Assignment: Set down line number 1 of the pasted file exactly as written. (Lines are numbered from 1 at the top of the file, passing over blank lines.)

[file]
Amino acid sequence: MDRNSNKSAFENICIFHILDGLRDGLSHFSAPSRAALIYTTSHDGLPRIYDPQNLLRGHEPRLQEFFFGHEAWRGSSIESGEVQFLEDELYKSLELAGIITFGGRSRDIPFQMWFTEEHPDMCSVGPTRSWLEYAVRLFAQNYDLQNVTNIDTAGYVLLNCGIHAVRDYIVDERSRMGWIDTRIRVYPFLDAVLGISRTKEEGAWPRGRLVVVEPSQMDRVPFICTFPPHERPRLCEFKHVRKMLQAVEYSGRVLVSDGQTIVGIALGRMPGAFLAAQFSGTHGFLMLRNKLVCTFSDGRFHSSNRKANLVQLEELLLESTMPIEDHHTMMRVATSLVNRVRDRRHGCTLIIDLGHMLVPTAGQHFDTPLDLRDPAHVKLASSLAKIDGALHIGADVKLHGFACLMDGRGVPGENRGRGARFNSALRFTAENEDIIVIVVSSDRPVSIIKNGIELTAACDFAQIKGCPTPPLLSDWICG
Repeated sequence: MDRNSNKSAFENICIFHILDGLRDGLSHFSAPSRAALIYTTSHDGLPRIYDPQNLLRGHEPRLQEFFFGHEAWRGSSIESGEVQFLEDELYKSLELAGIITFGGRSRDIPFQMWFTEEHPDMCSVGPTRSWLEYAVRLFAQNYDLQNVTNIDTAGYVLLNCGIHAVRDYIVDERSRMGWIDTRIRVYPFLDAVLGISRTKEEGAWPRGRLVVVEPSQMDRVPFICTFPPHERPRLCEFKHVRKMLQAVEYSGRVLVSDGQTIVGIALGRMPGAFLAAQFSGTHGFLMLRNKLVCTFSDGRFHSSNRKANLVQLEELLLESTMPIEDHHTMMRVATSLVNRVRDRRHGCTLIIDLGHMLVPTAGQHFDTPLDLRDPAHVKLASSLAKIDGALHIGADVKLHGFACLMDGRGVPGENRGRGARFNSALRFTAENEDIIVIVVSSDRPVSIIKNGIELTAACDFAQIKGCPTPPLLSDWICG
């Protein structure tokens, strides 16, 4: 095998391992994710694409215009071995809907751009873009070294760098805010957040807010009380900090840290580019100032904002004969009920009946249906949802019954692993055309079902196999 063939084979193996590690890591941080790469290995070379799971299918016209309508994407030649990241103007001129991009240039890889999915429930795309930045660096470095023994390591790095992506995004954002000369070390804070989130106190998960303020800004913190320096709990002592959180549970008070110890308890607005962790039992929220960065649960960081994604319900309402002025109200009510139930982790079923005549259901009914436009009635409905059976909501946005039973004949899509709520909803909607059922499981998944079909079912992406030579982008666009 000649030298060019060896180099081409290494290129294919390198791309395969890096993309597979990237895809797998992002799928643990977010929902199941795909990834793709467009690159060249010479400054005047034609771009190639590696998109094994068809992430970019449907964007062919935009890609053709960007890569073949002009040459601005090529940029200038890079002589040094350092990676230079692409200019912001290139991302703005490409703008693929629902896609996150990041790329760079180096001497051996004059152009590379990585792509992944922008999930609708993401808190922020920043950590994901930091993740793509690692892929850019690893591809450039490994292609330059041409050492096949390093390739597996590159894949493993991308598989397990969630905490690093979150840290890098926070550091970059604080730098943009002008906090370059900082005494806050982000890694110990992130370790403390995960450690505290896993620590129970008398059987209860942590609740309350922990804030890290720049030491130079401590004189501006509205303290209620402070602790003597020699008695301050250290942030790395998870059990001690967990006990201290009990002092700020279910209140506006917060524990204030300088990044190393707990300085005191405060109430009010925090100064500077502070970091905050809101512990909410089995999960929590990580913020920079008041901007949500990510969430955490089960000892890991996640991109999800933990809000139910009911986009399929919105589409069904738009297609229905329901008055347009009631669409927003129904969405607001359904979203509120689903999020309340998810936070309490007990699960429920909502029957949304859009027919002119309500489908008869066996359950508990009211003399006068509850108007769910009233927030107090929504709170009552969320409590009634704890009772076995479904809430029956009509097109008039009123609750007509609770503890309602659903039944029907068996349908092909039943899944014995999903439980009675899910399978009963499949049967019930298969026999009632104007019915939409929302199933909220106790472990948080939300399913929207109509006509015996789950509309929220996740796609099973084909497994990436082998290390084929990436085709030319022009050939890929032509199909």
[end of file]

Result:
Amino acid sequence: MDRNSNKSAFENICIFHILDGLRDGLSHFSAPSRAALIYTTSHDGLPRIYDPQNLLRGHEPRLQEFFFGHEAWRGSSIESGEVQFLEDELYKSLELAGIITFGGRSRDIPFQMWFTEEHPDMCSVGPTRSWLEYAVRLFAQNYDLQNVTNIDTAGYVLLNCGIHAVRDYIVDERSRMGWIDTRIRVYPFLDAVLGISRTKEEGAWPRGRLVVVEPSQMDRVPFICTFPPHERPRLCEFKHVRKMLQAVEYSGRVLVSDGQTIVGIALGRMPGAFLAAQFSGTHGFLMLRNKLVCTFSDGRFHSSNRKANLVQLEELLLESTMPIEDHHTMMRVATSLVNRVRDRRHGCTLIIDLGHMLVPTAGQHFDTPLDLRDPAHVKLASSLAKIDGALHIGADVKLHGFACLMDGRGVPGENRGRGARFNSALRFTAENEDIIVIVVSSDRPVSIIKNGIELTAACDFAQIKGCPTPPLLSDWICG